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Lori MacVittie

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Top Stories by Lori MacVittie

If you hadn’t seen (and you might not have, it was a developer kind of thing after all) there was a big uproar caused by the removal of 11 lines of JavaScript from the popular NPM repository. You can read more about it but the TL;DR is this: dude removed some JavaScript that was relied on by thousands of other projects and basically broke them all. Because those projects not only relied on that code, but relied on code stored in an online repository. Now before we go further, I have to say that despite the millions (yes, millions) of projects that rely on JavaScript and CSS stored in web-hosted repositories, this is one of the first incidences of something like this happening. And there’s a lot more to this story than just the ramifications. But as I’m not a lawyer (and don’t play one on the Internet nor did I stay at a Holiday Inn Express last night) I’m just goin... (more)

Orchestration Is the Ultimate Order | @DevOpsSummit #DevOps #Microservices

Remember when you were in school, learning math, and you learned about the importance of the order of operations? You do? Okay, good. Pop quiz: 1 + 1 * 8 = ? The answer is 9, not 16. Why? Because multiplication has precedence. If you want to get to 16 with those numbers, we’ll need to add some parentheses: (1+1) * 8 = 16 Because parentheses have precedence over everything else. Okay, enough math for today. The point of this little exercise was simply to emphasize that order matters. And not just in math, but in just about anything that involves a series of steps. Like operations. ... (more)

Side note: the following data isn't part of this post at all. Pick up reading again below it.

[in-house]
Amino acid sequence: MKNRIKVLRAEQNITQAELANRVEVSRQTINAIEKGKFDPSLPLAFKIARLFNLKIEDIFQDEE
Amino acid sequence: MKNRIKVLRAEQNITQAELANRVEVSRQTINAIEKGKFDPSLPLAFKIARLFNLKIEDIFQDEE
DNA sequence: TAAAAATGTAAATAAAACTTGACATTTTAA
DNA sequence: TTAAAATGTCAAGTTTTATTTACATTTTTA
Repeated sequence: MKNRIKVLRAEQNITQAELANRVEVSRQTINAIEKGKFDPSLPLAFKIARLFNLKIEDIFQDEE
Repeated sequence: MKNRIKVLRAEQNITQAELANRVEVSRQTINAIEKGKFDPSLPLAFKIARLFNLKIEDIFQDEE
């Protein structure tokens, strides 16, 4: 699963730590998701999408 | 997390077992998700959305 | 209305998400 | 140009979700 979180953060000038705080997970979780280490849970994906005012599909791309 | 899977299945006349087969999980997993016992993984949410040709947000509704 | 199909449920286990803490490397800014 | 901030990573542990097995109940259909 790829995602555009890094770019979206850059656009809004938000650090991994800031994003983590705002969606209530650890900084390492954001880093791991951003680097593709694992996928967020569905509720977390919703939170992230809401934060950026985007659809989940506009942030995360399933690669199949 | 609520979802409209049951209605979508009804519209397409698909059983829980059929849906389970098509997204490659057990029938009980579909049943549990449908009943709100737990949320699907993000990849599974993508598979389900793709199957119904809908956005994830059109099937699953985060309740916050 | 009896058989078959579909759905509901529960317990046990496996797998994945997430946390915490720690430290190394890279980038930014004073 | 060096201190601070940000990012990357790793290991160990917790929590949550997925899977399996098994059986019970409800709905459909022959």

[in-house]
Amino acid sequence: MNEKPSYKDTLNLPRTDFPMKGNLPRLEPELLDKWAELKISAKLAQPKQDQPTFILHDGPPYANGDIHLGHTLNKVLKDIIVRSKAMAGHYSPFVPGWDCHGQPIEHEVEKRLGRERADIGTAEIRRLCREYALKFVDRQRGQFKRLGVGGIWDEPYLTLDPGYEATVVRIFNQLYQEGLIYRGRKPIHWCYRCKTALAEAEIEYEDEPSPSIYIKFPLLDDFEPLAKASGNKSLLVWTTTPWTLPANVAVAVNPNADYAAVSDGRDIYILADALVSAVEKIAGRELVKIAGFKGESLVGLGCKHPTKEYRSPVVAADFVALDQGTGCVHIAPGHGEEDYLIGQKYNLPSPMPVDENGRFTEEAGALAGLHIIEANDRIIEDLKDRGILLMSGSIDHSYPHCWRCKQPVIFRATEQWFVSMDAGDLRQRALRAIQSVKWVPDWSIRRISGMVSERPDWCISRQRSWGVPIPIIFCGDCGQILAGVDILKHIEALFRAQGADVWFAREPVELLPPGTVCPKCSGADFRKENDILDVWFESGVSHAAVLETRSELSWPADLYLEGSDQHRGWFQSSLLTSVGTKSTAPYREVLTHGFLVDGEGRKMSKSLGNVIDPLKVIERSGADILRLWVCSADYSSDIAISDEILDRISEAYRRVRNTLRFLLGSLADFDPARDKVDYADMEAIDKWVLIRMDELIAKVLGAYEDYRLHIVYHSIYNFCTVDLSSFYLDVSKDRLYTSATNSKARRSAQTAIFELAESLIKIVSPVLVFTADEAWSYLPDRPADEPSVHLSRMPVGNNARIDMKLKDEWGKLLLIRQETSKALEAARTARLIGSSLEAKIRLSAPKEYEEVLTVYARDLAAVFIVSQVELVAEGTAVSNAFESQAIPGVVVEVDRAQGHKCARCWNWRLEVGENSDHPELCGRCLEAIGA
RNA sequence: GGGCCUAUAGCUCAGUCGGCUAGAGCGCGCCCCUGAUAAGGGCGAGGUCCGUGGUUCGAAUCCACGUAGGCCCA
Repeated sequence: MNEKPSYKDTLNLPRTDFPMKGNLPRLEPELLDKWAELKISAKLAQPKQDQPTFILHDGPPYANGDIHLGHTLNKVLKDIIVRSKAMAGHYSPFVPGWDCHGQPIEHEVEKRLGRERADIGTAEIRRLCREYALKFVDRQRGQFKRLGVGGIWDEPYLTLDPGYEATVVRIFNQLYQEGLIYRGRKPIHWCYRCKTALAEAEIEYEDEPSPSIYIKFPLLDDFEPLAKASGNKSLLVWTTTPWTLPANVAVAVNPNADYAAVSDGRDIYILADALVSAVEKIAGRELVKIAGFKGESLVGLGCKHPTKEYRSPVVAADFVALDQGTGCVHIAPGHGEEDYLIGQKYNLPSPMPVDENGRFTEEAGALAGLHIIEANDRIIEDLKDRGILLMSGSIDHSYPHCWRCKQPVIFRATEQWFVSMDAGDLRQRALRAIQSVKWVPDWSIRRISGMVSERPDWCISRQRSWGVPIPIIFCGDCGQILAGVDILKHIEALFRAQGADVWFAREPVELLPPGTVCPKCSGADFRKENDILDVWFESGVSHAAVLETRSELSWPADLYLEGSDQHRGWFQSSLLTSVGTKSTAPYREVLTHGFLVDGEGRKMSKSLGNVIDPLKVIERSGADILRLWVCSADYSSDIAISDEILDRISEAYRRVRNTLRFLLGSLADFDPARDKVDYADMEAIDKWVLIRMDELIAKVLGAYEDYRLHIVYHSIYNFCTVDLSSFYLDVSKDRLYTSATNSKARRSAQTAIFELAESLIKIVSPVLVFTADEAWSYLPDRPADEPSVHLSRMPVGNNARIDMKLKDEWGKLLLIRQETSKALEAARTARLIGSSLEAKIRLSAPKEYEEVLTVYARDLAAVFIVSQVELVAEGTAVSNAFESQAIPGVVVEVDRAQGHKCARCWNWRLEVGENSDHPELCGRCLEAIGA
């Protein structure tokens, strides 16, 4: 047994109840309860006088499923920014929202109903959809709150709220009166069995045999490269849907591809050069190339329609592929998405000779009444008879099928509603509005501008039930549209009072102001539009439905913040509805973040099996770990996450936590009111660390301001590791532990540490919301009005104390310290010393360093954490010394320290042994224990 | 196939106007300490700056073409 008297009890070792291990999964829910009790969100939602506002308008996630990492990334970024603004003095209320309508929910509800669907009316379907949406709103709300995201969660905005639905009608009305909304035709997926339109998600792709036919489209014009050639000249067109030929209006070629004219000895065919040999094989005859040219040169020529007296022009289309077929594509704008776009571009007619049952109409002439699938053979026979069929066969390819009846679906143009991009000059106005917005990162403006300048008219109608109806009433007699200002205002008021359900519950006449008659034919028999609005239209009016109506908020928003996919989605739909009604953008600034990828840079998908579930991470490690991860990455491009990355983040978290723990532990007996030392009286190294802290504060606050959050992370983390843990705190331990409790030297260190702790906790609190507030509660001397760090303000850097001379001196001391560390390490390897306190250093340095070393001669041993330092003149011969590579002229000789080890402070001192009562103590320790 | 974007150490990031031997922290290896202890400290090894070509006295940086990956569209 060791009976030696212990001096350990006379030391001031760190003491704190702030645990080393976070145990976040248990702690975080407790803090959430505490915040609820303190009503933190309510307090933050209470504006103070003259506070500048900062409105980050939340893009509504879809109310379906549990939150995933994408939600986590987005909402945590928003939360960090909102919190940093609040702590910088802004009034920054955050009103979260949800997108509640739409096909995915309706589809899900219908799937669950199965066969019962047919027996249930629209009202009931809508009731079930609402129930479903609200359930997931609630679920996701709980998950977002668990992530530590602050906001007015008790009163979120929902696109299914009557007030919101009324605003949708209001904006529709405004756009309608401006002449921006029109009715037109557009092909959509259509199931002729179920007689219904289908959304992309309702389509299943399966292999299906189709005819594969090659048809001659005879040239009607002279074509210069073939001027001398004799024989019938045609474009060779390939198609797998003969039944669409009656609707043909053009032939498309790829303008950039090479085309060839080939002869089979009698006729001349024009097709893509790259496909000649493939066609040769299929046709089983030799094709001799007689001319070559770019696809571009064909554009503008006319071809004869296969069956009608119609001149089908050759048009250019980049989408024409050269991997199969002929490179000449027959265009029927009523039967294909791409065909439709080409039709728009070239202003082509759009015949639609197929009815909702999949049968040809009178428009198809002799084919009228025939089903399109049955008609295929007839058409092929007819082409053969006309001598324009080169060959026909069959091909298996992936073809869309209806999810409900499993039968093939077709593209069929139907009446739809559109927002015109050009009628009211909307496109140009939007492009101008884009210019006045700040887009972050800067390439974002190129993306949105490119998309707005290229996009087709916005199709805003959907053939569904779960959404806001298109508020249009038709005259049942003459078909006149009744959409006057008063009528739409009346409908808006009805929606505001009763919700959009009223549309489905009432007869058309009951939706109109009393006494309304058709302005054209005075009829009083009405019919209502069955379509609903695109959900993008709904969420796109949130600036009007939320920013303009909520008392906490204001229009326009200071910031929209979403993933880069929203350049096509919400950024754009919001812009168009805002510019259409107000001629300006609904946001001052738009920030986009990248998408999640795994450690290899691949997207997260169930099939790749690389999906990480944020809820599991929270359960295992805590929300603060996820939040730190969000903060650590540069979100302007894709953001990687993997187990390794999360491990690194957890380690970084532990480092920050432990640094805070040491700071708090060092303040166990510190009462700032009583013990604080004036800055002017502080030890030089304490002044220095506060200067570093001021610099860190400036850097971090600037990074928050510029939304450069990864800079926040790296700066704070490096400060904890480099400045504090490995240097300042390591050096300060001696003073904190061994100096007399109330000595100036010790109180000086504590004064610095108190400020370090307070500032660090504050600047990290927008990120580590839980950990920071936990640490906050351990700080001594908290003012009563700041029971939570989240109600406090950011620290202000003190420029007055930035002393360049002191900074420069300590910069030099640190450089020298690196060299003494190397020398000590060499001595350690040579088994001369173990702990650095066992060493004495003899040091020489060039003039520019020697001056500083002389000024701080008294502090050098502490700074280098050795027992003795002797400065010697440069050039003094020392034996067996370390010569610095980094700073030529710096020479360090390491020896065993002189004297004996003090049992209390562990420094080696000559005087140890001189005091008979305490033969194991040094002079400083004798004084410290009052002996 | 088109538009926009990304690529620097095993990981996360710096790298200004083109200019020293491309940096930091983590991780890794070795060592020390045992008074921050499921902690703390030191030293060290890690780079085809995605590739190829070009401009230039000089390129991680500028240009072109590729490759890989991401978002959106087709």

Up for Thee But Not for Me. The Struggle Is Real By @LMacVittie | @DevOpsSummit #DevOps

It is an unwritten rule that web/app servers should never, ever pushed to 100% capacity. Never. Ignoring this unwritten rule will invariably result in the phenomenon we’ll call “up for thee but not for me”, which is simply the situation in which a web site or app responds to the guy in the next cube – but not for you. This usually occurs because the connection limit of the resources serving that app have been reached. The guy in the next cube already managed to get a connection before resources ran dry and thus he’s actually part of the problem. He’s got an open connection (or f... (more)

Handy Reference: RegEx in the Network By @LMacVittie | @DevOpsSummit #DevOps

Over the years I've shared a lot of posts on using programmability in the network to do, well, a lot of different things. Like implement A/B testing, and Canary deployments, and proxying requests for memcached. All these patterns can be and are implemented by proxies that offer a platform for taking advantage of data path programmability. One ingredient in the secret sauce that is data path programmability (a.k.a. programmability in the network) is the ability to match data. Usually that data is the URI, but sometimes it's a cookie or the user-agent or even data in the payload. ... (more)

Things Your Proxy Can’t Do | @DevOpsSummit #DevOps #Microservices

Proxies are one of the more interesting (in my no-doubt biased opinion) “devices” in the network. They’re the basis for caching, load balancing, app security, and even app acceleration services. They’re also a bridge between dev and ops and the network, being commonplace to all three groups and environments in most data center architectures. But not all proxies are built on the same architectural principles, which means not all proxies are created equal. A large number of proxies are half-proxies while others are full-proxies, and the differences between them are what mean the d... (more)